Despite the recent advocacy of KC Tenants, here's the money line from a recent report which offers a preview of a local economic catastrophe in the making . . .
"In Kansas City, local courts declared a moratorium on evictions after a campaign by local tenants' rights activists. Similar campaigns have had success nationally, and as the pandemic went into full swing in the US in mid-to-late March, most places halted eviction proceedings in some form - either on the state or local level - as both a means of shoring up newly out-of-work renters and as a precaution against the spread of coronavirus . . .
"But as the country begins opening up again, moratoriums are ending and 40% of states no longer offer renters any protection. The CARES Act protections only apply to less than one-third of the country's 108 million renters. Missouri is one of nine states in the US that never issued any type of statewide moratorium or stay on eviction proceedings, leaving it up to cities, counties and even individual courthouses to determine how to move forward. As temporary protections are falling away, like a patchwork quilt slowly fraying, hundreds of evictions are already under way in states like Missouri, Virginia and Texas."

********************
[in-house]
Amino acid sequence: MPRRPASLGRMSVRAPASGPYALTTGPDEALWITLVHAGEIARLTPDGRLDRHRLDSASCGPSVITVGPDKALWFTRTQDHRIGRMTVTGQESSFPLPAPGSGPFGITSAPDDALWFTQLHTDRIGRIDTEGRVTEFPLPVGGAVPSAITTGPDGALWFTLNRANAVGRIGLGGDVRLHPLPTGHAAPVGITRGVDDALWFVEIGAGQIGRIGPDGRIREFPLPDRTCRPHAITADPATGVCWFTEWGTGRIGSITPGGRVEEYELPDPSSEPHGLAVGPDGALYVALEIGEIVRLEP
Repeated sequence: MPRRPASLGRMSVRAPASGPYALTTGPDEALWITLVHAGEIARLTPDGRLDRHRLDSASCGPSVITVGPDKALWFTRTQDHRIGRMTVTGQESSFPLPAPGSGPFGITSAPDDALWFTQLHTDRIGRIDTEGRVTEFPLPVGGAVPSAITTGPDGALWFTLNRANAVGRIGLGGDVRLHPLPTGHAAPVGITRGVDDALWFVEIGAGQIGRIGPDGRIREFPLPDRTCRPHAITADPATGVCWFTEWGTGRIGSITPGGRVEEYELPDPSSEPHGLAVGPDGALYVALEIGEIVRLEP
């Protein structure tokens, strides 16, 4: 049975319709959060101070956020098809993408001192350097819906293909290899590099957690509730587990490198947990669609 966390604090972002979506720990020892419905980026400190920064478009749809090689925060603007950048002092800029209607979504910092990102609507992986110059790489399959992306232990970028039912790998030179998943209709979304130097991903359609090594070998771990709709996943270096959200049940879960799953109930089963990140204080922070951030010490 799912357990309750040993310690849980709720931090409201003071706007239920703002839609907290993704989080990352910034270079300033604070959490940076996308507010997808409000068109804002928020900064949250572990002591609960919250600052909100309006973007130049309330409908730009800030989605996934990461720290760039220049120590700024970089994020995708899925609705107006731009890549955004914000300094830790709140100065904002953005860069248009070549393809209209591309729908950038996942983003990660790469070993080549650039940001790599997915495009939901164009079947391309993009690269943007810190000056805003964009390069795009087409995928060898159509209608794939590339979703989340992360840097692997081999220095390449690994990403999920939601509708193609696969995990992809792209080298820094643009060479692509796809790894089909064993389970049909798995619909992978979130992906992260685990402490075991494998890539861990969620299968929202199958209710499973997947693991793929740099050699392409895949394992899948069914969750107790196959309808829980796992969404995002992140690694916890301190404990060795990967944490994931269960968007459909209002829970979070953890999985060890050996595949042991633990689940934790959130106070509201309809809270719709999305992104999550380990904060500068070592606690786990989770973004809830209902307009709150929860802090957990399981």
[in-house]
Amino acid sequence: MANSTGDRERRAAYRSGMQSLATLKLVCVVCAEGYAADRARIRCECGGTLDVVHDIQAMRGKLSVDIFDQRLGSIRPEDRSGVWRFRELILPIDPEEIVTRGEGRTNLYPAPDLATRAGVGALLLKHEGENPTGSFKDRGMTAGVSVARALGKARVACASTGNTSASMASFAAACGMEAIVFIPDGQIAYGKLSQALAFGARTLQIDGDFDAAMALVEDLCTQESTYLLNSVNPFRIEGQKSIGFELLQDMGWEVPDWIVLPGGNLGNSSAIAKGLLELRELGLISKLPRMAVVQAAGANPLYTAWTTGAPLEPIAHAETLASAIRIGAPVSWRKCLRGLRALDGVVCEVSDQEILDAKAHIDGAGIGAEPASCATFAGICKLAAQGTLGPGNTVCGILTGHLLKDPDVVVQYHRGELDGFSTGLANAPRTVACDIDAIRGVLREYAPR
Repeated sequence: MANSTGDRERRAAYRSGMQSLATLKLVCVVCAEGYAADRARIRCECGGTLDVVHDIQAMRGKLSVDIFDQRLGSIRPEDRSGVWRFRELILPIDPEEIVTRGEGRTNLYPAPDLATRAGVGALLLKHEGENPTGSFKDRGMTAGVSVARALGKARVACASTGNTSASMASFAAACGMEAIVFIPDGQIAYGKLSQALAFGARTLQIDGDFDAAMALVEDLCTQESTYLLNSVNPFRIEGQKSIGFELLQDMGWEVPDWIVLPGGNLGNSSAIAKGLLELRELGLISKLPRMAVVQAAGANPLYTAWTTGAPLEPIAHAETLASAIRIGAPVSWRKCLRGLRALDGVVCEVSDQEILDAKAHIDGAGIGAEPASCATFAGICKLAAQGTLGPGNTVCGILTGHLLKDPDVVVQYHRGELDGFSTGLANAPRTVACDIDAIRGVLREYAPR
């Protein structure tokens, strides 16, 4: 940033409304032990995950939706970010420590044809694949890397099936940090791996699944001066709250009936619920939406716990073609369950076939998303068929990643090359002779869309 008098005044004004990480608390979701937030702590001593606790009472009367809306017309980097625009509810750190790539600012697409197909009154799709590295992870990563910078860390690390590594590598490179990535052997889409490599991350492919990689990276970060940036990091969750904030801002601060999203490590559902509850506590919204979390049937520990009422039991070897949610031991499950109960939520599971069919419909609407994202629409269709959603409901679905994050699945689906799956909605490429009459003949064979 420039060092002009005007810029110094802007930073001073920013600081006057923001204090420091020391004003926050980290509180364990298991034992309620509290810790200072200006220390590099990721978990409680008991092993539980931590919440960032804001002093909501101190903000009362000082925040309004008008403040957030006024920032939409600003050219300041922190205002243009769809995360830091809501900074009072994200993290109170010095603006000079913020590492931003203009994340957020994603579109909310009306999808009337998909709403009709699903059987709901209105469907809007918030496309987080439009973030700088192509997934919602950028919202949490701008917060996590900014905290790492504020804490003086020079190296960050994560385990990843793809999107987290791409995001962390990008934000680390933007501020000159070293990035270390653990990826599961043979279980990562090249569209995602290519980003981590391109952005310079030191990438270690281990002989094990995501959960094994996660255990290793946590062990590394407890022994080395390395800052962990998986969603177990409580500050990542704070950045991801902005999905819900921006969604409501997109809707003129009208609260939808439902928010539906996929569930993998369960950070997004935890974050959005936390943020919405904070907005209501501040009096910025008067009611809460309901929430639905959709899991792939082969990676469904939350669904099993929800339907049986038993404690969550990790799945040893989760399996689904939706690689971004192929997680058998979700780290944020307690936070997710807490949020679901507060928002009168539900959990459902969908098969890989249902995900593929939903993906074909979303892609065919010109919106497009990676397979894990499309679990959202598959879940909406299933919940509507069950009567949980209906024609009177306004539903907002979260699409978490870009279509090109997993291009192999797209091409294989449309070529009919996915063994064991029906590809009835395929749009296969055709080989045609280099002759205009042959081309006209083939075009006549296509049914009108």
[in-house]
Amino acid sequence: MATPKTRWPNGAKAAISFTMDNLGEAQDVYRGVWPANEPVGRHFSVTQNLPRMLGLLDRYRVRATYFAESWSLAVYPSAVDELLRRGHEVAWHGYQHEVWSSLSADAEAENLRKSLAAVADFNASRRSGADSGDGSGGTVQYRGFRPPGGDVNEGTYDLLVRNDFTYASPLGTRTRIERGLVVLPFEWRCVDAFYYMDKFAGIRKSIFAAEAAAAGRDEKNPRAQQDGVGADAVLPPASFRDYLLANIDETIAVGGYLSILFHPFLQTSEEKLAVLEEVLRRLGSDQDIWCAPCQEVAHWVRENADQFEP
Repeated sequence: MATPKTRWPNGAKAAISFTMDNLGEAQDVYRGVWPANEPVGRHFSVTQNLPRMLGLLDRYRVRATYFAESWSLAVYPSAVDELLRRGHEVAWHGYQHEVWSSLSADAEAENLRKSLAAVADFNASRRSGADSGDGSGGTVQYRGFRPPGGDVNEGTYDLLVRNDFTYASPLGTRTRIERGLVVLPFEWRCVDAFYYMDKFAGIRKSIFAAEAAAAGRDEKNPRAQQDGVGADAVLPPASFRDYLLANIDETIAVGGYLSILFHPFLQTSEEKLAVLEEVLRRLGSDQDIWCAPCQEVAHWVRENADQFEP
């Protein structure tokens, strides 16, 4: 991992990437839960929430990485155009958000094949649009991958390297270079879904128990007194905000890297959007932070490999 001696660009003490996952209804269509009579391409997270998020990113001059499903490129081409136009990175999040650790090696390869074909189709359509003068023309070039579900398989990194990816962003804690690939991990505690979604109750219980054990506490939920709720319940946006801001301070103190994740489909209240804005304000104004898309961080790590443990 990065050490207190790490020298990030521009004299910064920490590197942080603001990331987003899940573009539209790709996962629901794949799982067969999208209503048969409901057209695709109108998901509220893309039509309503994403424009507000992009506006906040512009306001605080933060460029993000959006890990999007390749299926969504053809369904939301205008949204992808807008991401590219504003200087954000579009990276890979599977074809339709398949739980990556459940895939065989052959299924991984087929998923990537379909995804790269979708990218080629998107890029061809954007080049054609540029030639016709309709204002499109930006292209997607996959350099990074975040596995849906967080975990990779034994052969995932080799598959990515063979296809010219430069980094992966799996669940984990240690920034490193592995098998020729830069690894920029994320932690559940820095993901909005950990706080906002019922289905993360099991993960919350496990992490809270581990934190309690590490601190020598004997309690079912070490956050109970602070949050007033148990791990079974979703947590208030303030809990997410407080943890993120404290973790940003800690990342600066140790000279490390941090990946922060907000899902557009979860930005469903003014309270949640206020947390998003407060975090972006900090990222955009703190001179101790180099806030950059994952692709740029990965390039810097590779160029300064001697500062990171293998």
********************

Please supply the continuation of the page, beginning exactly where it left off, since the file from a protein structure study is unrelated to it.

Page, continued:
As hair salons, churches and restaurants reopen across the US, so are eviction courts. Advocates and experts say that an unprecedented crush of evictions is coming, threatening millions of Americans with homelessness as a possible second wave of the pandemic looms. Sitting in her car parked outside of the little white house in Kansas City, Missouri, where she'd lived for two years, Tamika Cole was overwhelmed.
Developing . . .